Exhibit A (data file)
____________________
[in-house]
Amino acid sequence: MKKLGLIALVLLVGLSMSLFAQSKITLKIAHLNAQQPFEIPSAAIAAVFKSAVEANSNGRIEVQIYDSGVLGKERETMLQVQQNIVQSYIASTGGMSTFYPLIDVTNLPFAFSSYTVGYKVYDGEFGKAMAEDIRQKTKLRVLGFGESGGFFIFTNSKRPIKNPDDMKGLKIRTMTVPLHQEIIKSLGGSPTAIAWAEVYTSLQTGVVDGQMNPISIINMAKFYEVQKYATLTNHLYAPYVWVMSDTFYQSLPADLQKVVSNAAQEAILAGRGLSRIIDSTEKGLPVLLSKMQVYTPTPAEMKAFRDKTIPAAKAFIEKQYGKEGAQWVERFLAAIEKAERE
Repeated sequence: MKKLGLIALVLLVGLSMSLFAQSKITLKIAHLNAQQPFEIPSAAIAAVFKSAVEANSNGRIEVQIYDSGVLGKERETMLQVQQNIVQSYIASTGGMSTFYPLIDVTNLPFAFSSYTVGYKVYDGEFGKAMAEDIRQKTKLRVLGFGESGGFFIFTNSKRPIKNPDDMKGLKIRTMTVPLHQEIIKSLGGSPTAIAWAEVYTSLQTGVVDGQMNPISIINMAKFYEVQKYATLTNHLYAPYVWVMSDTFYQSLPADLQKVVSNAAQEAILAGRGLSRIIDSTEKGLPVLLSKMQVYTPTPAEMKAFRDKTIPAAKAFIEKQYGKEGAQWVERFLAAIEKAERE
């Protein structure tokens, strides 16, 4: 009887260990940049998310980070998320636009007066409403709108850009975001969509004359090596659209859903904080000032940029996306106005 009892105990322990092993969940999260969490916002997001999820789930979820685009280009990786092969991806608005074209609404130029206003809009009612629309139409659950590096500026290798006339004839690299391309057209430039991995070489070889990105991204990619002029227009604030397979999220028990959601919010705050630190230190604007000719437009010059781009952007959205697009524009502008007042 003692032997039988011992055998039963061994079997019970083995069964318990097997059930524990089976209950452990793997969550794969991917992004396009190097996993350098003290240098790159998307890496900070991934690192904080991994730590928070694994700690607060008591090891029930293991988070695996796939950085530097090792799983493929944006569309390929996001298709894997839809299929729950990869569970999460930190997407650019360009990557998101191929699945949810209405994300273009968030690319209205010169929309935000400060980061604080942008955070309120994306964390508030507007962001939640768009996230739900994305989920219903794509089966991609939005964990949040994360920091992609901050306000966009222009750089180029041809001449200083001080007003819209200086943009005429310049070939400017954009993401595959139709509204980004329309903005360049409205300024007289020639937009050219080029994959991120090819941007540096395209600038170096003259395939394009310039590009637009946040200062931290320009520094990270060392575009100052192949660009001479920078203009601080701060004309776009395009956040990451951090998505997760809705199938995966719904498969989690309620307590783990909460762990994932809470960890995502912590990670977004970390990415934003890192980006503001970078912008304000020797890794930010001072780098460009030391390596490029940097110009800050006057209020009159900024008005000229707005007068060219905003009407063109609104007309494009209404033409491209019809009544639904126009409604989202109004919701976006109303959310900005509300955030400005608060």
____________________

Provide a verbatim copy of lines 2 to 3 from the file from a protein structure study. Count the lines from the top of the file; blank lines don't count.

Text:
Amino acid sequence: MKKLGLIALVLLVGLSMSLFAQSKITLKIAHLNAQQPFEIPSAAIAAVFKSAVEANSNGRIEVQIYDSGVLGKERETMLQVQQNIVQSYIASTGGMSTFYPLIDVTNLPFAFSSYTVGYKVYDGEFGKAMAEDIRQKTKLRVLGFGESGGFFIFTNSKRPIKNPDDMKGLKIRTMTVPLHQEIIKSLGGSPTAIAWAEVYTSLQTGVVDGQMNPISIINMAKFYEVQKYATLTNHLYAPYVWVMSDTFYQSLPADLQKVVSNAAQEAILAGRGLSRIIDSTEKGLPVLLSKMQVYTPTPAEMKAFRDKTIPAAKAFIEKQYGKEGAQWVERFLAAIEKAERE
Repeated sequence: MKKLGLIALVLLVGLSMSLFAQSKITLKIAHLNAQQPFEIPSAAIAAVFKSAVEANSNGRIEVQIYDSGVLGKERETMLQVQQNIVQSYIASTGGMSTFYPLIDVTNLPFAFSSYTVGYKVYDGEFGKAMAEDIRQKTKLRVLGFGESGGFFIFTNSKRPIKNPDDMKGLKIRTMTVPLHQEIIKSLGGSPTAIAWAEVYTSLQTGVVDGQMNPISIINMAKFYEVQKYATLTNHLYAPYVWVMSDTFYQSLPADLQKVVSNAAQEAILAGRGLSRIIDSTEKGLPVLLSKMQVYTPTPAEMKAFRDKTIPAAKAFIEKQYGKEGAQWVERFLAAIEKAERE